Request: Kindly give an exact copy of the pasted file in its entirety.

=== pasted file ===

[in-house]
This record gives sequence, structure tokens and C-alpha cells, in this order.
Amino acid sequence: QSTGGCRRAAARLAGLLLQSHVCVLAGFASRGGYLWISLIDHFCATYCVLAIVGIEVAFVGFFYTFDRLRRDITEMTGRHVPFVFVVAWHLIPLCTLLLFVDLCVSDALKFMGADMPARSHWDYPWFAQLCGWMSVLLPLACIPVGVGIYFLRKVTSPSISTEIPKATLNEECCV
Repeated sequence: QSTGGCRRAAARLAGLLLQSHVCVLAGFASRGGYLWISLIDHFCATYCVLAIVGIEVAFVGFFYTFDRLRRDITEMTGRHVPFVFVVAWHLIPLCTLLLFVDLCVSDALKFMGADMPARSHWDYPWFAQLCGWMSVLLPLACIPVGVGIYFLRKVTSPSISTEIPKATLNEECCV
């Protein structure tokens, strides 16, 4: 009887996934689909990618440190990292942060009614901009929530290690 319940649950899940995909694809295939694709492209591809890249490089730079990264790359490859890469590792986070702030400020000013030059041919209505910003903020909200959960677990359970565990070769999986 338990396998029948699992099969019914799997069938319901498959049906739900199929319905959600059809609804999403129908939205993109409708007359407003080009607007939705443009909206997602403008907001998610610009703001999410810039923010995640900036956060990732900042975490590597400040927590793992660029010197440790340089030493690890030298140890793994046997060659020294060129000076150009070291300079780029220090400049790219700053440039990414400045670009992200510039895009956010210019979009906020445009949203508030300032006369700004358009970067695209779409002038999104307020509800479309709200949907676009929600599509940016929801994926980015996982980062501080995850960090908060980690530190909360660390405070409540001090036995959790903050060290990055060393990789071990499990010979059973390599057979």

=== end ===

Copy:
[in-house]
This record gives sequence, structure tokens and C-alpha cells, in this order.
Amino acid sequence: QSTGGCRRAAARLAGLLLQSHVCVLAGFASRGGYLWISLIDHFCATYCVLAIVGIEVAFVGFFYTFDRLRRDITEMTGRHVPFVFVVAWHLIPLCTLLLFVDLCVSDALKFMGADMPARSHWDYPWFAQLCGWMSVLLPLACIPVGVGIYFLRKVTSPSISTEIPKATLNEECCV
Repeated sequence: QSTGGCRRAAARLAGLLLQSHVCVLAGFASRGGYLWISLIDHFCATYCVLAIVGIEVAFVGFFYTFDRLRRDITEMTGRHVPFVFVVAWHLIPLCTLLLFVDLCVSDALKFMGADMPARSHWDYPWFAQLCGWMSVLLPLACIPVGVGIYFLRKVTSPSISTEIPKATLNEECCV
């Protein structure tokens, strides 16, 4: 009887996934689909990618440190990292942060009614901009929530290690 319940649950899940995909694809295939694709492209591809890249490089730079990264790359490859890469590792986070702030400020000013030059041919209505910003903020909200959960677990359970565990070769999986 338990396998029948699992099969019914799997069938319901498959049906739900199929319905959600059809609804999403129908939205993109409708007359407003080009607007939705443009909206997602403008907001998610610009703001999410810039923010995640900036956060990732900042975490590597400040927590793992660029010197440790340089030493690890030298140890793994046997060659020294060129000076150009070291300079780029220090400049790219700053440039990414400045670009992200510039895009956010210019979009906020445009949203508030300032006369700004358009970067695209779409002038999104307020509800479309709200949907676009929600599509940016929801994926980015996982980062501080995850960090908060980690530190909360660390405070409540001090036995959790903050060290990055060393990789071990499990010979059973390599057979």